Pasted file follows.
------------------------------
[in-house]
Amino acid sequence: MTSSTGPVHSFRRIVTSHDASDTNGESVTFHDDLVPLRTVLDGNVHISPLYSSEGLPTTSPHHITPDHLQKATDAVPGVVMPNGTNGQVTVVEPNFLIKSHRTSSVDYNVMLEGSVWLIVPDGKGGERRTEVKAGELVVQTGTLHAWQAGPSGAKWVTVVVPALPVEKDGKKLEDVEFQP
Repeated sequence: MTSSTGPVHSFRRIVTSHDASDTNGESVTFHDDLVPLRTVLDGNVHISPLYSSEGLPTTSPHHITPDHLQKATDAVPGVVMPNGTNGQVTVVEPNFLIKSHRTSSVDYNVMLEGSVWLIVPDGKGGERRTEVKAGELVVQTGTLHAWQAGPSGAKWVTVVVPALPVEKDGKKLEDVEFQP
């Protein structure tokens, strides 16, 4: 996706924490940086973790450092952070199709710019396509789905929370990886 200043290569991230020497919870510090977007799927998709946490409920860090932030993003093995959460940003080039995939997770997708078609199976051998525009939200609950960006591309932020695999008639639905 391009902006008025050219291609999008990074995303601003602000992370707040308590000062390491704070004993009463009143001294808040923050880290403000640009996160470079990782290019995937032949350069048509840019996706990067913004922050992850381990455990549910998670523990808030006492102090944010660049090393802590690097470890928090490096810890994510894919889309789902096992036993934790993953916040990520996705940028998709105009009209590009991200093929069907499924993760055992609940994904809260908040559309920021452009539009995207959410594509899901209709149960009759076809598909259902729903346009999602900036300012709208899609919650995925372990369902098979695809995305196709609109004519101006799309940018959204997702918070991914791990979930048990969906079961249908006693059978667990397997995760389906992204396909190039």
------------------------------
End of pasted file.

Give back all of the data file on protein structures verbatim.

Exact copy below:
[in-house]
Amino acid sequence: MTSSTGPVHSFRRIVTSHDASDTNGESVTFHDDLVPLRTVLDGNVHISPLYSSEGLPTTSPHHITPDHLQKATDAVPGVVMPNGTNGQVTVVEPNFLIKSHRTSSVDYNVMLEGSVWLIVPDGKGGERRTEVKAGELVVQTGTLHAWQAGPSGAKWVTVVVPALPVEKDGKKLEDVEFQP
Repeated sequence: MTSSTGPVHSFRRIVTSHDASDTNGESVTFHDDLVPLRTVLDGNVHISPLYSSEGLPTTSPHHITPDHLQKATDAVPGVVMPNGTNGQVTVVEPNFLIKSHRTSSVDYNVMLEGSVWLIVPDGKGGERRTEVKAGELVVQTGTLHAWQAGPSGAKWVTVVVPALPVEKDGKKLEDVEFQP
């Protein structure tokens, strides 16, 4: 996706924490940086973790450092952070199709710019396509789905929370990886 200043290569991230020497919870510090977007799927998709946490409920860090932030993003093995959460940003080039995939997770997708078609199976051998525009939200609950960006591309932020695999008639639905 391009902006008025050219291609999008990074995303601003602000992370707040308590000062390491704070004993009463009143001294808040923050880290403000640009996160470079990782290019995937032949350069048509840019996706990067913004922050992850381990455990549910998670523990808030006492102090944010660049090393802590690097470890928090490096810890994510894919889309789902096992036993934790993953916040990520996705940028998709105009009209590009991200093929069907499924993760055992609940994904809260908040559309920021452009539009995207959410594509899901209709149960009759076809598909259902729903346009999602900036300012709208899609919650995925372990369902098979695809995305196709609109004519101006799309940018959204997702918070991914791990979930048990969906079961249908006693059978667990397997995760389906992204396909190039």